Banff National Film Festival sells out Isabel

Outdoor-filmmaking collection returns to Kingston

Screenshot from Youtube

From Saturday to Monday, the Banff National Film Festival presented the extremes of adventure filmmaking to three sold-out audiences at the Isabel Bader Centre.

Despite having different movies every night, the films united around common themes: escape and fulfillment in nature, stunning images of scenery, as well as an introduction to the personalities that bring it to life. The profiles of athletes and outdoor enthusiasts gave the films a sense of narrative and a human face to what would otherwise be a series of cliffs and snowfields.

The opening film on Sunday, Where the Wild Things Play, introduced this with a tongue-in-cheek critique of the male-dominated outdoor film industry. The film features a montage of women participating in extreme outdoor sports set to Cake’s “Short Skirt / Long Jacket.”

Meanwhile, the men in the film loiter around a bar, refreshing their Tinder apps and wondering where all the girls are.

It’s an important note in an industry that’s become almost synonymous with extreme surfer dudes slack-lining and mountain-climbing. The festival did a stronger job of showing more kinds of unexpected participants while still shoring it up to its standard high-quality video and location shooting.

Above the Sea followed, profiling deep-water soloist Chris Sharma climbing the cliffs around the Spanish island of Mallorca. Deep-water soloing involves freestyle climbing over water so if the climber loses their grip on the cliff, they’re able to dive to safety.

On film, it amounts to edge-of-the-seat tension as Sharma dangles off the tips of his fingers before plunging 60 feet into the water below. It’s incredibly engaging to watch the climber strain himself as he struggles to reach for the next handhold or improvise a new ascent.

The extreme sports angle of this film is grounded in Sharma’s emotional ties to climbing. His deep-water soloing trips to Spain were an escape following his mother’s death that soon grew into a lifetime pursuit.

The next movie, Johanna, only ran a handful of minutes. It profiled free-diver Johanna Nordblad cutting through the ice of a frozen lake in Finland and swimming in the freezing water underneath.

The film was a minimalist, restrained piece of camerawork that allowed the sheer silence and darkness of a Finnish winter to provide the ambience for the film.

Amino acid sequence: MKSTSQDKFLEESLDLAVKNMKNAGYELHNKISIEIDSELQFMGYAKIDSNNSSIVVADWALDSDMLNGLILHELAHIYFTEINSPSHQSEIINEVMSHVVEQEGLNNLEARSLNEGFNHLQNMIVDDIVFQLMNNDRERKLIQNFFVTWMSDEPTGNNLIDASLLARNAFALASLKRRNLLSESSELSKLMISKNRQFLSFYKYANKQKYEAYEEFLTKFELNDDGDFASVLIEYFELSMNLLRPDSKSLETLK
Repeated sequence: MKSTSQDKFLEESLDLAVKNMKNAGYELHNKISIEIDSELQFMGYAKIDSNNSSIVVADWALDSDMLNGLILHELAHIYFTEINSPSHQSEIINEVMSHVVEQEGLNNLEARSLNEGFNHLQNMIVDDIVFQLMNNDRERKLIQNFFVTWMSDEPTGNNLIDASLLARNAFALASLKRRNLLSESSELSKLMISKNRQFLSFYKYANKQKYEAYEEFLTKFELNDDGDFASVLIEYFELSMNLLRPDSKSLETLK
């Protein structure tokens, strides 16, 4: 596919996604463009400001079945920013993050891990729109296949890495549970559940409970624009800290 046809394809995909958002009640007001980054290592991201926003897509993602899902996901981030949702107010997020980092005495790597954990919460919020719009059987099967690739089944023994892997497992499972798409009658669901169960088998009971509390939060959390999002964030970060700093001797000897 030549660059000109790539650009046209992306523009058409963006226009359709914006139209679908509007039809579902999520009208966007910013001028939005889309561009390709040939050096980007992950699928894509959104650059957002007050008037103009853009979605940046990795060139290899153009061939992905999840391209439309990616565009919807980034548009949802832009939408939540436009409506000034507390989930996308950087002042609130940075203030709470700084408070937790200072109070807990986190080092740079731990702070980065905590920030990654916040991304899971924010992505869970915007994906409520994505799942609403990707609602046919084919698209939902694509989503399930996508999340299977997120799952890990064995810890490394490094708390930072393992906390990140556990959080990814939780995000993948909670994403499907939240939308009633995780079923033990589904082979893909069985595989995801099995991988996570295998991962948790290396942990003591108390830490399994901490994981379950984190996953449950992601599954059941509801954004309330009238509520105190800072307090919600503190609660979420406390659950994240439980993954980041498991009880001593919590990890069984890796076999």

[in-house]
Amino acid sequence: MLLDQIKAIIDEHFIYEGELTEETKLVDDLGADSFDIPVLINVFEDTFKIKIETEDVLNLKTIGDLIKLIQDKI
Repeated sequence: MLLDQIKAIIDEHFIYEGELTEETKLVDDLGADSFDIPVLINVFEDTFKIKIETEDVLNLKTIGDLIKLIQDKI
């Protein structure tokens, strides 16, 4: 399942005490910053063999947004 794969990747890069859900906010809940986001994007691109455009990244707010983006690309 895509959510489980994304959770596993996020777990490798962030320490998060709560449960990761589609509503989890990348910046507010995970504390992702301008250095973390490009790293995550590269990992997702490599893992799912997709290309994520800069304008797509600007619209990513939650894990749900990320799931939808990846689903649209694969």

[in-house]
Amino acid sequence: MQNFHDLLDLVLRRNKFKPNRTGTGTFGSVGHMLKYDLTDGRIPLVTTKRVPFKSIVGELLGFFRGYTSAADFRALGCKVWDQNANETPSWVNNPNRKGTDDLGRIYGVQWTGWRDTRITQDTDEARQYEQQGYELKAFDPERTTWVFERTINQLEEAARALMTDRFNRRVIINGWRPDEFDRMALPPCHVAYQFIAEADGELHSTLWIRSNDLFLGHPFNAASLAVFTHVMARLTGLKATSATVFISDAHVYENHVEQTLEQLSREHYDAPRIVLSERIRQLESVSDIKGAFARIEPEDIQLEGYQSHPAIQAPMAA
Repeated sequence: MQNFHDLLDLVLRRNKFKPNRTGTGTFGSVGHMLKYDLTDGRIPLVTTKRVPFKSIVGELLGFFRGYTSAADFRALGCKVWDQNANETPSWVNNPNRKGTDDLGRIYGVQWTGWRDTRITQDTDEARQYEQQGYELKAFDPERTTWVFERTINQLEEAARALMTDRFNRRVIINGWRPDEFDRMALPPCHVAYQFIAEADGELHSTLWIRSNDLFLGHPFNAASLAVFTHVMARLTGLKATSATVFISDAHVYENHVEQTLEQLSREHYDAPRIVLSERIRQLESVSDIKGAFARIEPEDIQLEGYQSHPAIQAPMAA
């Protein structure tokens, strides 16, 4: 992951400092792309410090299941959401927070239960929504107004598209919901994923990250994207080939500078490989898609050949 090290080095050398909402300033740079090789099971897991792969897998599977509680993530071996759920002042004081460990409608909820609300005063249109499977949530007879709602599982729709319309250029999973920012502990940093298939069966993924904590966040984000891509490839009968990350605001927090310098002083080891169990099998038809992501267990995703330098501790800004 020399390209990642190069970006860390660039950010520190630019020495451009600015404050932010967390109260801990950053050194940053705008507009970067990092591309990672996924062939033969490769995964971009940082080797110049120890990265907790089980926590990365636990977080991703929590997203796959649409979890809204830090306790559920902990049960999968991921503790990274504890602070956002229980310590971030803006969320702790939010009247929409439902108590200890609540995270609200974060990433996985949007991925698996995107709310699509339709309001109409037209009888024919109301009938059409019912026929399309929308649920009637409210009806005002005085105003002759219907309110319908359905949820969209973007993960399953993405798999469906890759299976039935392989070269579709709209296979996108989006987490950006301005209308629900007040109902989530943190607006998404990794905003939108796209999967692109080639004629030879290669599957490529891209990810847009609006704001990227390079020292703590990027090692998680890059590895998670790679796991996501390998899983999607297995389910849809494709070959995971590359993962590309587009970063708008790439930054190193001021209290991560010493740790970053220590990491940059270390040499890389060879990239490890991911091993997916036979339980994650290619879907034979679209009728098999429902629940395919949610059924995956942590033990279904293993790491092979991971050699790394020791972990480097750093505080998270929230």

After this, DugOut closed the first half of the screenings. It told the story of two English travellers deciding to build a dug-out canoe from an Indigenous community in Ecuador.

It doesn’t shirk from the effect it takes on the English filmmakers either, detailing their exhaustion during the canoe’s construction and sickness that followed their journey up the Amazon river.

Despite its humour, the camera still lingers on encroaching oil refineries and leaves the fate of the Indigenous community unsaid following the sale of their land’s oil rights.

It becomes an unsettling account, ending on an anti-climatic note; they sell off the canoe to a soldier in under 20 minutes and lose contact with the Indigenous community.

Instead of closure, the viewer is left with the closing title screens explaining that oil extraction has begun in the film’s locations.

The mood lightened when the festival returned with Imagination, a quick short film that featured a bored child in the backseat imagining a professional skier shredding alongside the car.

Afterward, The Frozen Road followed the journey of Ben Page, a cyclist travelling through the North American Arctic Circle. The film, through various Jack London quotes, reflected on whether “any man, who was a man, could travel alone.”

After close calls with wolves and harrowing drops in temperature, it concludes the journey should’ve been shared. Nonetheless, it was refreshing to have a more meditative take on outdoor activity.

Edges later profiled the life of 90 year old skater Yvonne Dowlen, who, despite her age and ailments, continued to skate until her passing. This was an audience favourite, primarily because of Dowlen’s endearing personality.

The filmmaking rightly takes a backseat to Dowlen’s interview that allows her unflappable character to make for a genuinely inspiring story.

Finally, the festival closed with Stumped, the strongest film of the night. The movie follows a climber with a stump for her arm, joking her way through the reactions to her arm and the increasingly difficult climbs she made.

It was the night’s best because it made a warm, funny case for recognizing that disabled athletes shouldn’t be the targets for condescending inspirational stories.

Instead, the film presents genuine competitors that pursue their goals as stringently as any other athlete.

If anything, the festival’s greatest value was found in expanding what and who mountain culture includes, with the brilliant filmmaking that makes it possible.


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